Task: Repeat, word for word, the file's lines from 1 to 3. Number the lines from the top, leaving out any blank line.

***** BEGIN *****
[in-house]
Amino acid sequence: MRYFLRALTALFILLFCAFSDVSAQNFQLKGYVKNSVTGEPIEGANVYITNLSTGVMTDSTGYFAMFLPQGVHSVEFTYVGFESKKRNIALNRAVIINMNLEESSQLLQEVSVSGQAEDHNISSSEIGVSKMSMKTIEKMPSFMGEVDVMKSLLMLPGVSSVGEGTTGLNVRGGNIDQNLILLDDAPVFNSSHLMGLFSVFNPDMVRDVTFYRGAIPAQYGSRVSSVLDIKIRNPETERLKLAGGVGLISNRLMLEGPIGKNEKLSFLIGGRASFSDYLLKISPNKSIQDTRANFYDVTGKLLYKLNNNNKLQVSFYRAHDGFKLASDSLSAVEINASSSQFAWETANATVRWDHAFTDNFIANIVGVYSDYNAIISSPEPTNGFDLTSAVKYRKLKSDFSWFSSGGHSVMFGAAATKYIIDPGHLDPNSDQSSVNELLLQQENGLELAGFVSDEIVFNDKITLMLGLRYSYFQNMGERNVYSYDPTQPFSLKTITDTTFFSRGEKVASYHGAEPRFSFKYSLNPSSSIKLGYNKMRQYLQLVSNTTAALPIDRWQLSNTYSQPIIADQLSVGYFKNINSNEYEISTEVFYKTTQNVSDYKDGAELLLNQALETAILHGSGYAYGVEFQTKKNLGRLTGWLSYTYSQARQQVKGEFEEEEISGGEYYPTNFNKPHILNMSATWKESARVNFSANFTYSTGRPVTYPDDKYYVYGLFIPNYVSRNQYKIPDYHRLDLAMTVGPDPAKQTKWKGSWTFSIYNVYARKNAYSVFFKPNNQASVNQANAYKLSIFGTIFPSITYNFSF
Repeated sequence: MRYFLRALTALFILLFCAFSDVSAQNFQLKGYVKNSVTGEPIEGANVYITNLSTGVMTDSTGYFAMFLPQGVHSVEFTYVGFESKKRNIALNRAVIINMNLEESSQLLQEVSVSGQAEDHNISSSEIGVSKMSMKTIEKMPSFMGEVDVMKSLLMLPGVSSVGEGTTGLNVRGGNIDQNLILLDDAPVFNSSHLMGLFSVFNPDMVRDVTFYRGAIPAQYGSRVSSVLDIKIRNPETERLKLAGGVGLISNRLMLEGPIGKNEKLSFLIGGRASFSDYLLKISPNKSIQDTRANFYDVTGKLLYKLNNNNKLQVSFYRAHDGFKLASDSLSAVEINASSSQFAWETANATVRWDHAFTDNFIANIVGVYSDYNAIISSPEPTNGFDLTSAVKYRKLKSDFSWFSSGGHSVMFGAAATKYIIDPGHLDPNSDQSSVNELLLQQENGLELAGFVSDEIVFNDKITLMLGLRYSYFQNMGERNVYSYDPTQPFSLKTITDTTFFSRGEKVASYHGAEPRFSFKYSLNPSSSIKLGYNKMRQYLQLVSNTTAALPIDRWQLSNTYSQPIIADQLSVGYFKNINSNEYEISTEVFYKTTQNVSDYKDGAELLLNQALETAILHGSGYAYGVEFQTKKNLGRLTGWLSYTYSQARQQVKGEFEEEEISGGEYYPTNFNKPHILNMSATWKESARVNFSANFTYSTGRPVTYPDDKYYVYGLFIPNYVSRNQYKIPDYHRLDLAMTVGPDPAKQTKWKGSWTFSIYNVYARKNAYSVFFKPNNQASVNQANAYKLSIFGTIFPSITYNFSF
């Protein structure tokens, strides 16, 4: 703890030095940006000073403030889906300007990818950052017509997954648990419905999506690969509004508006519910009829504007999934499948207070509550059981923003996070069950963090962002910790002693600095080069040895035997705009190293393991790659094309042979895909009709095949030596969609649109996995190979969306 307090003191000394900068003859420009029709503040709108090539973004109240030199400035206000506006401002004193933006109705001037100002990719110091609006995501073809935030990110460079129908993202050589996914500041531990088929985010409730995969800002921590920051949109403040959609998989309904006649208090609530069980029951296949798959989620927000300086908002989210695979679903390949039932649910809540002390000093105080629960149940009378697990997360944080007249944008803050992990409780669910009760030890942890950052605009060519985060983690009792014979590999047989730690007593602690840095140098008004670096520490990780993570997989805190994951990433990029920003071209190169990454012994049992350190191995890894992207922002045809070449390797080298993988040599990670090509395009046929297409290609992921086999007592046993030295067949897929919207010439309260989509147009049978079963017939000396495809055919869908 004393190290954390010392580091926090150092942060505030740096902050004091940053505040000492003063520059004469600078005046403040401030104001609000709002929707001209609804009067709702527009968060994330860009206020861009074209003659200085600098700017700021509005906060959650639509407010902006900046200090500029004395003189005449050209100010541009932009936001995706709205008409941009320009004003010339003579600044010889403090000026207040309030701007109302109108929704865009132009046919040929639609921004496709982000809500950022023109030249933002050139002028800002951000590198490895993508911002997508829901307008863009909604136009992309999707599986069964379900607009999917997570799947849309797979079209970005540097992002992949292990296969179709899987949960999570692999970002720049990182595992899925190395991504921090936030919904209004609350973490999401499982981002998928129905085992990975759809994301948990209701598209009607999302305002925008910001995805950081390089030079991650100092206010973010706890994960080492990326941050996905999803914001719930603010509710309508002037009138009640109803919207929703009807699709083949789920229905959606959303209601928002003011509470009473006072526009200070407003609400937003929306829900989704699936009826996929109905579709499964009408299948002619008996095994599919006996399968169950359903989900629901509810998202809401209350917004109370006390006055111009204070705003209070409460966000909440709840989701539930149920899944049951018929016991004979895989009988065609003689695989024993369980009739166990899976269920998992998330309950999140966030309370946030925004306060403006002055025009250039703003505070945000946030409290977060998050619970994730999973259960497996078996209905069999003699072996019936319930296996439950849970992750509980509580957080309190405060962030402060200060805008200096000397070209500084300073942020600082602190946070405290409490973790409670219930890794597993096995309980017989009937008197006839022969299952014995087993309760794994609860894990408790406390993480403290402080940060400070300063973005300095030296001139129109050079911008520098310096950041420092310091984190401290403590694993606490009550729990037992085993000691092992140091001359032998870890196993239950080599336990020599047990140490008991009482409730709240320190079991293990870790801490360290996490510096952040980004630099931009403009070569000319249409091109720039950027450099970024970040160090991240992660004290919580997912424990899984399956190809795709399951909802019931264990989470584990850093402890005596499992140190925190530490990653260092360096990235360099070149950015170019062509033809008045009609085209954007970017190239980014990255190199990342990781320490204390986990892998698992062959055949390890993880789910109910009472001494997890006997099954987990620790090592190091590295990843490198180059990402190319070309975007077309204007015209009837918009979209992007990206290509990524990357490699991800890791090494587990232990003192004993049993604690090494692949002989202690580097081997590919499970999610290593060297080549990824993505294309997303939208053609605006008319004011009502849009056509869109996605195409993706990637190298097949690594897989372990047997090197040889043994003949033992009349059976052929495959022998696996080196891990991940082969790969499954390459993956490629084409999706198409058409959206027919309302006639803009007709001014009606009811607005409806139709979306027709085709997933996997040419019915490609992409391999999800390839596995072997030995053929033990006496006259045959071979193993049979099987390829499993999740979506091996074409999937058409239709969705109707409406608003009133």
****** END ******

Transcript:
[in-house]
Amino acid sequence: MRYFLRALTALFILLFCAFSDVSAQNFQLKGYVKNSVTGEPIEGANVYITNLSTGVMTDSTGYFAMFLPQGVHSVEFTYVGFESKKRNIALNRAVIINMNLEESSQLLQEVSVSGQAEDHNISSSEIGVSKMSMKTIEKMPSFMGEVDVMKSLLMLPGVSSVGEGTTGLNVRGGNIDQNLILLDDAPVFNSSHLMGLFSVFNPDMVRDVTFYRGAIPAQYGSRVSSVLDIKIRNPETERLKLAGGVGLISNRLMLEGPIGKNEKLSFLIGGRASFSDYLLKISPNKSIQDTRANFYDVTGKLLYKLNNNNKLQVSFYRAHDGFKLASDSLSAVEINASSSQFAWETANATVRWDHAFTDNFIANIVGVYSDYNAIISSPEPTNGFDLTSAVKYRKLKSDFSWFSSGGHSVMFGAAATKYIIDPGHLDPNSDQSSVNELLLQQENGLELAGFVSDEIVFNDKITLMLGLRYSYFQNMGERNVYSYDPTQPFSLKTITDTTFFSRGEKVASYHGAEPRFSFKYSLNPSSSIKLGYNKMRQYLQLVSNTTAALPIDRWQLSNTYSQPIIADQLSVGYFKNINSNEYEISTEVFYKTTQNVSDYKDGAELLLNQALETAILHGSGYAYGVEFQTKKNLGRLTGWLSYTYSQARQQVKGEFEEEEISGGEYYPTNFNKPHILNMSATWKESARVNFSANFTYSTGRPVTYPDDKYYVYGLFIPNYVSRNQYKIPDYHRLDLAMTVGPDPAKQTKWKGSWTFSIYNVYARKNAYSVFFKPNNQASVNQANAYKLSIFGTIFPSITYNFSF
Repeated sequence: MRYFLRALTALFILLFCAFSDVSAQNFQLKGYVKNSVTGEPIEGANVYITNLSTGVMTDSTGYFAMFLPQGVHSVEFTYVGFESKKRNIALNRAVIINMNLEESSQLLQEVSVSGQAEDHNISSSEIGVSKMSMKTIEKMPSFMGEVDVMKSLLMLPGVSSVGEGTTGLNVRGGNIDQNLILLDDAPVFNSSHLMGLFSVFNPDMVRDVTFYRGAIPAQYGSRVSSVLDIKIRNPETERLKLAGGVGLISNRLMLEGPIGKNEKLSFLIGGRASFSDYLLKISPNKSIQDTRANFYDVTGKLLYKLNNNNKLQVSFYRAHDGFKLASDSLSAVEINASSSQFAWETANATVRWDHAFTDNFIANIVGVYSDYNAIISSPEPTNGFDLTSAVKYRKLKSDFSWFSSGGHSVMFGAAATKYIIDPGHLDPNSDQSSVNELLLQQENGLELAGFVSDEIVFNDKITLMLGLRYSYFQNMGERNVYSYDPTQPFSLKTITDTTFFSRGEKVASYHGAEPRFSFKYSLNPSSSIKLGYNKMRQYLQLVSNTTAALPIDRWQLSNTYSQPIIADQLSVGYFKNINSNEYEISTEVFYKTTQNVSDYKDGAELLLNQALETAILHGSGYAYGVEFQTKKNLGRLTGWLSYTYSQARQQVKGEFEEEEISGGEYYPTNFNKPHILNMSATWKESARVNFSANFTYSTGRPVTYPDDKYYVYGLFIPNYVSRNQYKIPDYHRLDLAMTVGPDPAKQTKWKGSWTFSIYNVYARKNAYSVFFKPNNQASVNQANAYKLSIFGTIFPSITYNFSF